The idea of painting roads and rooftops white in order to combat
carbon emissions has been around for years. It is surprisingly simple
and effective and yet has not been implemented much.
A study at the Lawrence Berkeley National Laboratory found that cooler
pavement and roofs leads to cooler cities and an overall cooler world.
Since buildings with white roofs reflect far more sun than those with
black roofs, these buildings stay cooler. Less air conditioning has to
be used, lowering the overall energy required to run the building.
Also buildings with black roofs heat the space below them and this
heat is carried spread by the wind. This raises the ambient air
temperature in what is known as the urban heat island effect. Black
roofs also radiate energy back into the atmosphere to be absorbed by
clouds. This heat is then trapped by the greenhouse effect.
As such, white roofs is one of the quickest and most cost-effective
ways to reduce our carbon emissions. In an initiative launched by the
Energy Department, the federal government hopes to exemplify the
benefits by using these light roofs on their buildings.
I say it's total BS. The best study I saw on roof color was
done in FL. They took a bunch of identical houses, put varying types
and color of roofs on them, fully instrumented
the houses, and measured during AC season.
The conclusion was that if you had a shingle roof, it made
about a 10% difference in energy usage if you had a black
rood or a white roof. And that was the energy usage with
the houses unoccupied. They did another test when they
were occupied and the energy usage difference dropped to
just a few percent. Which makes sense, because when
occupied the energy usage is going to be higher, because
people are opening door, turning on TVs, cooking, etc.
It would also seem to me that it's junk science to suggest
that lighter roofs lead to a cooler world. X amount of solar
radiation is hitting the earth. Almost all of it is going to go
into heating it.
So, it's hard to believe that because something is white
that radiation is going back from earth to outer space.
I used to hang out at a beach near the yacht harbor next to the Ilikai
hotel in Waikiki.
For years and years, the parking lot was just plain old dirt - light
brown, somewhat dusty.
Then somebody got the bright idea of paving the parking lot with
It made a huge difference. The parking lot area and adjacent beach went
from being comfortable to being almost unbearably hot without a strong
breeze to mitigate it.
So, unencumbered by any other knowledge, my money's on the white
There used to be a nice breeze. Until they built the Ilikai which blocked
the trades. Ala wai Harbor was much more comfortable before the Ilikai.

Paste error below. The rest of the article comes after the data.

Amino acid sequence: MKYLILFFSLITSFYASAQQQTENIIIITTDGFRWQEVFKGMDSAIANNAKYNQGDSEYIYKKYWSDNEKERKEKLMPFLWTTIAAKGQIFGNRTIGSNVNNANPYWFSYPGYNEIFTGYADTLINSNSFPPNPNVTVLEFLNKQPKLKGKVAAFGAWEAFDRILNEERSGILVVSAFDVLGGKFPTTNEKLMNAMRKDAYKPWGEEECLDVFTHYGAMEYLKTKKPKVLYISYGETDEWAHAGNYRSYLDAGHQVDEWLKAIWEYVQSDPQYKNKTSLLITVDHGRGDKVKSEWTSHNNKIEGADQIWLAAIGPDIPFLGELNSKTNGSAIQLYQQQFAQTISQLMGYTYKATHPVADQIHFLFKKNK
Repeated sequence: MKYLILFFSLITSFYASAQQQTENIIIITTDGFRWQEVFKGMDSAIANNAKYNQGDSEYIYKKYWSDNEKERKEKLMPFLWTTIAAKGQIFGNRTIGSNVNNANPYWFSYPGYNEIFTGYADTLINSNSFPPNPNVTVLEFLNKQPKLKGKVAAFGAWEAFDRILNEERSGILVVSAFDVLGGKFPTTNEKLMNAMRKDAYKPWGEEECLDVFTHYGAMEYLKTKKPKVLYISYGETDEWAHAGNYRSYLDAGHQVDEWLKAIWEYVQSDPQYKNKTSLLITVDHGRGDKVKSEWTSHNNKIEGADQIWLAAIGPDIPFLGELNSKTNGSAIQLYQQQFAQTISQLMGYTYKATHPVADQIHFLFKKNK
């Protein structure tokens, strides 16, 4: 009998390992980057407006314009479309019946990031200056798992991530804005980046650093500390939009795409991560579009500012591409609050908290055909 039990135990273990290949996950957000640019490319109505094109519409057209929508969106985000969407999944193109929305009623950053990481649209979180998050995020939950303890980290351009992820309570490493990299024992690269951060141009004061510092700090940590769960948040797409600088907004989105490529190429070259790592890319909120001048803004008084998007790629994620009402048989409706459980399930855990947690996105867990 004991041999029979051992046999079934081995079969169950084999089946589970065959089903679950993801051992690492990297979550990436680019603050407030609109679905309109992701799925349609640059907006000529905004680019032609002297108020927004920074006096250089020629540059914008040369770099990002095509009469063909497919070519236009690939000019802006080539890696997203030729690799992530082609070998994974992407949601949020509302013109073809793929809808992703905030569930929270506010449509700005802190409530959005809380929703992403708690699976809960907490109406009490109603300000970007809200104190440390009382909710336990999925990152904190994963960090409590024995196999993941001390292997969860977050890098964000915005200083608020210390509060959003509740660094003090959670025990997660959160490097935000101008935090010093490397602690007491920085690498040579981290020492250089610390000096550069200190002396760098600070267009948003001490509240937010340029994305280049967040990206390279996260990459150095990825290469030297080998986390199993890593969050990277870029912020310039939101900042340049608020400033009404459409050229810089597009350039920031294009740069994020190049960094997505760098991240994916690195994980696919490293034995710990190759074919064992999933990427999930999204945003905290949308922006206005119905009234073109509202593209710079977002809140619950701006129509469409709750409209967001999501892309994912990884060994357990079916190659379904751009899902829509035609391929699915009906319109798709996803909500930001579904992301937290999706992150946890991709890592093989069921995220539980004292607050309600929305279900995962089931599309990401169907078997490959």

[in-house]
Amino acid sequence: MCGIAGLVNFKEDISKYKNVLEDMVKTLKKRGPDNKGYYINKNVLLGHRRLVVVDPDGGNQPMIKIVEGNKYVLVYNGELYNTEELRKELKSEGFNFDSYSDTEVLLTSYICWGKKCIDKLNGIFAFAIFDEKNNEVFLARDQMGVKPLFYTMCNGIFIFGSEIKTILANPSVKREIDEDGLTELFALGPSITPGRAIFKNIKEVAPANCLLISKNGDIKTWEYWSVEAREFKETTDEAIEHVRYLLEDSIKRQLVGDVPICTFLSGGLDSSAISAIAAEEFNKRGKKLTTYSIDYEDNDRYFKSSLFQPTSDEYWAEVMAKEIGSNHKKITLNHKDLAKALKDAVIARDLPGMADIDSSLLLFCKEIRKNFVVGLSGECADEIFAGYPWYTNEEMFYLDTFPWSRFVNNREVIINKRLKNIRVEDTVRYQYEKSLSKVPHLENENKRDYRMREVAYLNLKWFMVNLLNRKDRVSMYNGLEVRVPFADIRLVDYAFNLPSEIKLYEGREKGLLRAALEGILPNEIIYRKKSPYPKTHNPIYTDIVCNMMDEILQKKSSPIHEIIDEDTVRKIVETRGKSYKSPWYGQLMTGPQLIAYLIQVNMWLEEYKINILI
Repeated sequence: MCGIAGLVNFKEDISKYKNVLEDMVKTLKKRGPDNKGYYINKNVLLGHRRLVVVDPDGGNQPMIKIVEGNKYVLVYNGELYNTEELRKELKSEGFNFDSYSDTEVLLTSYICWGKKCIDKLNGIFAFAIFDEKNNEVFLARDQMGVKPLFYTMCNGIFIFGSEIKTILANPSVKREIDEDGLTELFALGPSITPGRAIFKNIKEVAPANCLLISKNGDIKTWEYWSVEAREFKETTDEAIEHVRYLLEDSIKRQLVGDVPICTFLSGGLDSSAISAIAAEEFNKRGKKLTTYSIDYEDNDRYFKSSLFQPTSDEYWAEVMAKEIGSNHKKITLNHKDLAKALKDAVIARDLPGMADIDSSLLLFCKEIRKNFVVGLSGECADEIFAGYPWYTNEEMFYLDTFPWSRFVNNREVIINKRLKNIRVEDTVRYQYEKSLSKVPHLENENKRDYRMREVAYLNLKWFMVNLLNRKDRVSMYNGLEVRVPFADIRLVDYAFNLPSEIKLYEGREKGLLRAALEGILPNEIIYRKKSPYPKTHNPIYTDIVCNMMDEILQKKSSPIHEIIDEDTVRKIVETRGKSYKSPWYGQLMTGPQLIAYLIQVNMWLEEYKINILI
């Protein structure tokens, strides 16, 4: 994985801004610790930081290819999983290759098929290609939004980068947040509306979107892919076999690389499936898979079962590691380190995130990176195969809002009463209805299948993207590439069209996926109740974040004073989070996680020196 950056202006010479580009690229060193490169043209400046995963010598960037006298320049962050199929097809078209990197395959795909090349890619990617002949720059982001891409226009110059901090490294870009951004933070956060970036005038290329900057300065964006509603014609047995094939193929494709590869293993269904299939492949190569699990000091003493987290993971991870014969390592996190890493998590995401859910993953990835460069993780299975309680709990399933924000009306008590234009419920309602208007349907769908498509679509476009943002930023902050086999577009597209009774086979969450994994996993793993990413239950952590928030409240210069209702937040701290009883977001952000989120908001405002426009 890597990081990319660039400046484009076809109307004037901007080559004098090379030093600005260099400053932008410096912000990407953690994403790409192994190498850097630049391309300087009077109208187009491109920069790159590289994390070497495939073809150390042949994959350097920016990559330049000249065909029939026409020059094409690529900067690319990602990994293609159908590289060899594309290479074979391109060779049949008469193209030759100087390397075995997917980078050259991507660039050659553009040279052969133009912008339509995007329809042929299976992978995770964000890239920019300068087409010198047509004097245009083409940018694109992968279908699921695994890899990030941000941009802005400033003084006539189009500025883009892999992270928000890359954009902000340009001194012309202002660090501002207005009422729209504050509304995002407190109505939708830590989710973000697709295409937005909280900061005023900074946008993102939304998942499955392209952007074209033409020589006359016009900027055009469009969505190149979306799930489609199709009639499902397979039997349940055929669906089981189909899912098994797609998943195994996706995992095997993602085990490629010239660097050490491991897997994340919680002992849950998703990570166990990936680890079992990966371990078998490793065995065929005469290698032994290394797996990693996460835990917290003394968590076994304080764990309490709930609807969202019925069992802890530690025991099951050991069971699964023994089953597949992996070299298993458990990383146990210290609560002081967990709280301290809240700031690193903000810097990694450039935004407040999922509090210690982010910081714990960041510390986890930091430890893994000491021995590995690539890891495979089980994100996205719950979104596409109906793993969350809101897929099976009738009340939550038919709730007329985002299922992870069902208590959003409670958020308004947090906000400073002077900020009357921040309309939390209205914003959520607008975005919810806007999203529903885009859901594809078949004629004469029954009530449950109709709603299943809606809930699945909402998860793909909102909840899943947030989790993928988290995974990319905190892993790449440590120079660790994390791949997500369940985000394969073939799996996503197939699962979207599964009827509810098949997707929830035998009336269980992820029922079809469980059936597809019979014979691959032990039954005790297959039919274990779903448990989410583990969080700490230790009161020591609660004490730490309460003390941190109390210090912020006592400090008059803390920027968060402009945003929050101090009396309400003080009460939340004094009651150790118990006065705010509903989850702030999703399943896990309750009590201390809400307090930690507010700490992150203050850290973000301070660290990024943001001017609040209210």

For that matter, all of Honolulu was much more pleasant pre-high rise.
Then explain why when the experiment was actually done in FL,
using white shingles vs black, it only made a few percentage
points difference in AC energy usage for occupied homes.
And then factor in that the percentage of the earth's surface
that is covered by roofs is negligible compared to the total
Figures someone would drag Limbaugh into the mix. Does
Rush write and publish Discover Magazine and/or the
And you sound like the typical lib elitist that drags Rush
into anything and everything, claims he's said all kinds
of things, but actually never listens to him.
Oh, and BTW, a better source for energy that reaches
the earth not making it back into space would be Al Gore.
He's the one telling us green house gases, caused by
man, are trapping all the heat. So, which is it? It's being
trapped or you can just reflect it all back into space from
On Tue, 26 Mar 2013 13:13:37 -0700 (PDT), " firstname.lastname@example.org"
I've seen many model homes around Houston boasting energy saving
features and they don't have white roofs so I think that proves you
right. Our typical summer days are 95F but two or so years ago, we
often had 102F summer days.
Now it gets interesting. I went looking for the study done
in Florida that I read just a month or so ago. I found the
same study again, or I should say part of it. The original
study that I saw consisted of instrumenting and monitoring
the energy usage of 6 side by side houses in FL that were
identical except for the roof type and/or color. As I
posted earlier, the study showed that on a yearly basis,
having a white shingle roof versus a dark grey one
resulted in a 10.8% reduction in energy usage.
But here is the interesting part. That 10.8% number is
with the houses set at 77F and UNOCCUPIED.
In the SAME study, when I previously saw it, it also
contained a section on the results
when the homes were then monitored OCCUPIED,
but with the thermostats still set at 77F. And
when occupied, the yearly energy savings dropped to just
a few percent. The reason for that is obvious. The amount
of energy saved by the white roof is going to be the same
whether occupied or unoccupied. But when occupied
the energy usage overall is going to be higher, due to
opening doors, cooking, appliances, etc. So the percent
savings of the actual energy usage is going to be a lower
It's interesting that part is gone. Now why might that be?
Maybe it's because it's too real. I'm getting a new roof and
was curious about the difference between a grey or black
shingle. When I saw that in a real house, in FL of all places,
going from dark grey to white only resulted in a few percent
savings, I said forget it, the difference between black and
grey isn't going to matter. And keep in mind
that is for FL. I'm in NJ and in northern climates, what you
save in summer is partly offset by increased heating costs
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